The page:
Trend: 18-29 vote for president

Exit poll context for new report on younger voters shunning Republicans


  1. I read with interest the Politico report posted yesterday evening on "How GOP lost young voters" - a report from the College Republican National Committee based largely on two national quantitative surveys plus focus groups that Republican campaign firm TheWinstonGroup conducted among 18-to-29-year-olds. 

    Thought  I'd add some context - trend lines on the 18-29 vote in presidential races since 1992, according to national exit polls conducted for ABC, AP, CBS, CNN, Fox and NBC. (Larger, more legible version of chart here.)
  2. We see Mitt Romney actually did a little better against Barack Obama than John McCain did four years earlier - despite the headwinds described in the CRNC report. But George W. Bush was considerably more competitive among the 18-29  group in both his races. Sampling error is small, only 2-3 points on these estimates, because of very large samples sizes in the national survey - more than 26,000 in the 2012 exit poll, including 4,467 voters age 18-29 (and that included early voters reached by landline and cell phone in the week before the election).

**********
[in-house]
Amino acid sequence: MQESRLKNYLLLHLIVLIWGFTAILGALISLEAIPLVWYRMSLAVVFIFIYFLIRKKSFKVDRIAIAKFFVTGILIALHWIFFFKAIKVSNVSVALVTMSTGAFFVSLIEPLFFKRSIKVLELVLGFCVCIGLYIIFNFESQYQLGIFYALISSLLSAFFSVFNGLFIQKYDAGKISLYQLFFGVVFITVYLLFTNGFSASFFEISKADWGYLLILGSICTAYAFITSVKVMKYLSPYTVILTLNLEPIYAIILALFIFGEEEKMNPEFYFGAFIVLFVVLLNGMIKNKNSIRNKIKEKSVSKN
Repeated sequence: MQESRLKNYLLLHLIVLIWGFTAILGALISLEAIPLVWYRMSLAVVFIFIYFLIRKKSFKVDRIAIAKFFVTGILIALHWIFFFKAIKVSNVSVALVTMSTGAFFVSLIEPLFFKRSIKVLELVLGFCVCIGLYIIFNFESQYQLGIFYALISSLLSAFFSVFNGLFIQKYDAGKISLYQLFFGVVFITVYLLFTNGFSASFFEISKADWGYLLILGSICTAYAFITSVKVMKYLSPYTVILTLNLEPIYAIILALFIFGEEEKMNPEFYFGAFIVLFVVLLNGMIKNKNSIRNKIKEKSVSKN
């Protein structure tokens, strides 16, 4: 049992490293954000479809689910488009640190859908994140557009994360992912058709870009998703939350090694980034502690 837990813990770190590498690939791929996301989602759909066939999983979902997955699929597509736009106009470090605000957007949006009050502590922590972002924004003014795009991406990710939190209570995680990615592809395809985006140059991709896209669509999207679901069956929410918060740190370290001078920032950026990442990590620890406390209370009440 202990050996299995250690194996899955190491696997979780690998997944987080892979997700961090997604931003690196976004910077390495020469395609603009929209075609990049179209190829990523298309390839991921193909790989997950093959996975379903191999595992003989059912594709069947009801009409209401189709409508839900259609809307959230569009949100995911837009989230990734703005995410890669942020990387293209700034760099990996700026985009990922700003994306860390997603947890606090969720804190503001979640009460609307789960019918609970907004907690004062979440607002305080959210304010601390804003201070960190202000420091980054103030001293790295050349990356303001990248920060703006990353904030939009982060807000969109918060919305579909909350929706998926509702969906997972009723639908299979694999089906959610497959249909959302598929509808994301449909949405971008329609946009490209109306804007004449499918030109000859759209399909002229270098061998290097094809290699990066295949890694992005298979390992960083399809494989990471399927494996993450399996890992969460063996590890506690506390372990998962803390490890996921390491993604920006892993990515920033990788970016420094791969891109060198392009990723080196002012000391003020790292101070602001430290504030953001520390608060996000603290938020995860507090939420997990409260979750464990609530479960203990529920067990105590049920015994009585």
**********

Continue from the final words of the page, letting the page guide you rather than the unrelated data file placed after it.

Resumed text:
It was quite a different story in the 1970s and '80s, as shown by these CBS-New York Times exit poll data on the 18-29 vote: 
  3. Nixon won the 18-29 vote, as did Reagan (by far) in his re-election bid (1980 was complicated by the third-party candidacy of John Anderson)  and George H.W. Bush in his first run for president. Since then, only George W. Bush has come close in the Republican Party's bid for younger voters.